Maria Rasputin, the main character of this historical novel, remained an enigma to me throughout the book. She seemed strong one minute and whimpering...moreMaria Rasputin, the main character of this historical novel, remained an enigma to me throughout the book. She seemed strong one minute and whimpering the next. I never developed any real rapport with her so that made it hard to love this book. And, as with all Russian novels, I really had a hard time with the names and remembering who was who - made harder still because I was listening to it and couldn't go back and take a quick look to orient myself. I stayed interested in the book because I think the Romanoffs hold an attraction for many of us, and Rasputin's role in Russian history is quite fascinating. (less)
This book was an interesting look at New Orleans post-Katrina. The actual story of the Zeitoun family in the aftermath of the storm was a compelling o...moreThis book was an interesting look at New Orleans post-Katrina. The actual story of the Zeitoun family in the aftermath of the storm was a compelling one. There were other parts of the book that seemed a little forced to me that dealt with establishing the religious views of Zeitoun and his wife or establishing the perfectness of their relationship. These are valid background touches to paint, but it was done a little heavy-handedly.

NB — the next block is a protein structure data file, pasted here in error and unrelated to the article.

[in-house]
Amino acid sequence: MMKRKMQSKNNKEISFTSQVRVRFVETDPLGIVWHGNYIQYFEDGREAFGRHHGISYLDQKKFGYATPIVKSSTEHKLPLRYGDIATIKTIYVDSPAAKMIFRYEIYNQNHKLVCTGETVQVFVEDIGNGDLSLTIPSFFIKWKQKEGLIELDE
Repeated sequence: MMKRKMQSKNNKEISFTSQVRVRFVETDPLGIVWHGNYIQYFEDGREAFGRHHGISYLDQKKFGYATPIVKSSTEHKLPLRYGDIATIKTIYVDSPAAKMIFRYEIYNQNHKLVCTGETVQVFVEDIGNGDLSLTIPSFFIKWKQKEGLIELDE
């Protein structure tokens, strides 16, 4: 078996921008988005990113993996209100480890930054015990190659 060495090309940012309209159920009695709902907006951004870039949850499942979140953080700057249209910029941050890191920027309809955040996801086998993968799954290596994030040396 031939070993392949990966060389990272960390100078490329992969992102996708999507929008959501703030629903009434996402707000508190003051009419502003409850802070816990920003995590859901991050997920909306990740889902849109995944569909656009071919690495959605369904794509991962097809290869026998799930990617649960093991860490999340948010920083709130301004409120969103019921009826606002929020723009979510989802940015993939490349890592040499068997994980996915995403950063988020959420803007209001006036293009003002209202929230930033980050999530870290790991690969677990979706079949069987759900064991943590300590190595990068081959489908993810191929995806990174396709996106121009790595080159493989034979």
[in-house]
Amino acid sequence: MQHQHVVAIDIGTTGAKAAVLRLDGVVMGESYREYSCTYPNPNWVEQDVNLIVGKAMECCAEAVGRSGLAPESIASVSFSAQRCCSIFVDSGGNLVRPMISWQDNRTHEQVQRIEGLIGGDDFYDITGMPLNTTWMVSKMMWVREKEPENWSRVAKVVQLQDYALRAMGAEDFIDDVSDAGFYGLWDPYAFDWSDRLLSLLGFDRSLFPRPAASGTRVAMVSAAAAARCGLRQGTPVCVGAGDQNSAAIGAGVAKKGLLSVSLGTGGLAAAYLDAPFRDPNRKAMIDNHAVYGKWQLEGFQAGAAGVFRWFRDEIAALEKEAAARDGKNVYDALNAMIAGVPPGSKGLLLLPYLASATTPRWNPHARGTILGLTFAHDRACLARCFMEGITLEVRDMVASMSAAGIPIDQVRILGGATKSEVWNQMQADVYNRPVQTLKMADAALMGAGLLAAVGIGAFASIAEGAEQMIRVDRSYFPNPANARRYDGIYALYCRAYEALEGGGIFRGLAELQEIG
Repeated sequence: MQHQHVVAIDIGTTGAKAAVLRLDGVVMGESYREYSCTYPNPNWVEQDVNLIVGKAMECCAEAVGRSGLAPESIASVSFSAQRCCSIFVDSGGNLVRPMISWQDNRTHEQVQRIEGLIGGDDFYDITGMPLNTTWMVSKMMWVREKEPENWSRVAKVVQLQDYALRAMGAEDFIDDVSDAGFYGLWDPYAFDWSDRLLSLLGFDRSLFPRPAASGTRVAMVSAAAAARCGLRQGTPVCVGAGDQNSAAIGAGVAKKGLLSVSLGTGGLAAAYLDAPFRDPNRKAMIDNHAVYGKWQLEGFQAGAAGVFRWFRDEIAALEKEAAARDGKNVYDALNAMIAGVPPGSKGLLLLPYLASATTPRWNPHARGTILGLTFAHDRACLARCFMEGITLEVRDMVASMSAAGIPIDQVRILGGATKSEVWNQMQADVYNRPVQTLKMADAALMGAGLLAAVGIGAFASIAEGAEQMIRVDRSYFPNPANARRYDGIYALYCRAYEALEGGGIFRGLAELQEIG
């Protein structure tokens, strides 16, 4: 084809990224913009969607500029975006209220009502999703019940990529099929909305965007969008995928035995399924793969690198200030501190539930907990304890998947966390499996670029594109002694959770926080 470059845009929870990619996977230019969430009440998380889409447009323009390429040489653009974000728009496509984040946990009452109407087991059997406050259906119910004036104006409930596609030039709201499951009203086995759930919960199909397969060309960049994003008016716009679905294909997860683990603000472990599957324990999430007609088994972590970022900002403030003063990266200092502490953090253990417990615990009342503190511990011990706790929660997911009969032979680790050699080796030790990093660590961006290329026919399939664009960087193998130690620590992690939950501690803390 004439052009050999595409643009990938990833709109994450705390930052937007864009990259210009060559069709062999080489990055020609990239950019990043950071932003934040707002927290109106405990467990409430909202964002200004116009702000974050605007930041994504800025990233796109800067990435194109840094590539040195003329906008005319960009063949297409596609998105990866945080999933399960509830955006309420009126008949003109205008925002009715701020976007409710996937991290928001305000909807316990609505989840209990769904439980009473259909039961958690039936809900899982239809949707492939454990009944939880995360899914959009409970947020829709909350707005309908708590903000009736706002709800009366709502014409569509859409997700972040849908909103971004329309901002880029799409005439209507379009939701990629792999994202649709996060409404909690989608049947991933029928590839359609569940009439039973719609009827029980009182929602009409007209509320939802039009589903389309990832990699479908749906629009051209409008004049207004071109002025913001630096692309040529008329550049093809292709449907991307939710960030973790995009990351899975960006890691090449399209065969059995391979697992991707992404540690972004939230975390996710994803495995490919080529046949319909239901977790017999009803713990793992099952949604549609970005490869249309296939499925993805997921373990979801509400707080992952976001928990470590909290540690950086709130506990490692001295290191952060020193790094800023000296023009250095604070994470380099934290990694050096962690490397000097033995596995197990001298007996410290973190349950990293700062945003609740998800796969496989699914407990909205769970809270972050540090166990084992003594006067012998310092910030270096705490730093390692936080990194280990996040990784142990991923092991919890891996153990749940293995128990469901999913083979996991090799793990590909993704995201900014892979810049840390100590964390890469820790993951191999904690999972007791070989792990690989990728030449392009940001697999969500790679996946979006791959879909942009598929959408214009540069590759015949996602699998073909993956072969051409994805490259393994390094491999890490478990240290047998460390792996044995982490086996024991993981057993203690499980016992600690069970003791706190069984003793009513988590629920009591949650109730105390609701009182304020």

I have to admit that my view of the book is probably colored by knowing that since the book was written, things have fallen apart for Zeitoun and Kathy, and that he is currently back in jail in New Orleans charged with soliciting her murder. This does not seem totally implausible to me because what he went through could have drastically changed anyone, but it does play in my mind that maybe there was a side to him we didn't see in the book. (less)
Many books have successfully woven together stories from different places and different times for me. This is just not one of them. I could have very...moreMany books have successfully woven together stories from different places and different times for me. This is just not one of them. I could have very happily stayed in Pasquale and Dee's story - as characters I loved and was intrigued by both of them. I became restless and fitful when forced to enter Michael Deane's story. And felt the same when he or Richard Burton barged into Pasquale and Dee's story. And I never saw the point of throwing in the story of the Donner! screenwriter. Way too much clutter for me. Maybe my rating would have been higher if I had not chosen this book with such high hopes. (less)
This book was a real conundrum for me. I loved the storyline of Dellarobia - a wonderful character that I connected with entirely and I rooted for her...moreThis book was a real conundrum for me. I loved the storyline of Dellarobia - a wonderful character that I connected with entirely and I rooted for her to find a way to take flight. I loved the character of her son Preston and their relationship. Framing their story within the story of the plight of the monarch butterflies led to some beautiful imagery and metaphor and there were many moments that Kingsolver's writing equaled for me what she achieved in The Poisonwood Bible.
But what tore it all down for me was the heavy handed way she drilled her environmental message. I felt like I kept getting hit over the head with a sledge hammer. Tell me a story, and it's even better if that story has a message. But don't lecture me outright. The main pupose of Ovid Byron's character seemed to be to lecture the reader. I wanted the message to be inferred in a more subtle way. I applaud the author's passion and concern. It just overtook the book too much for my personal enjoyment.
It's Dellarobia that rescues it enough to get a 3 rating. (less)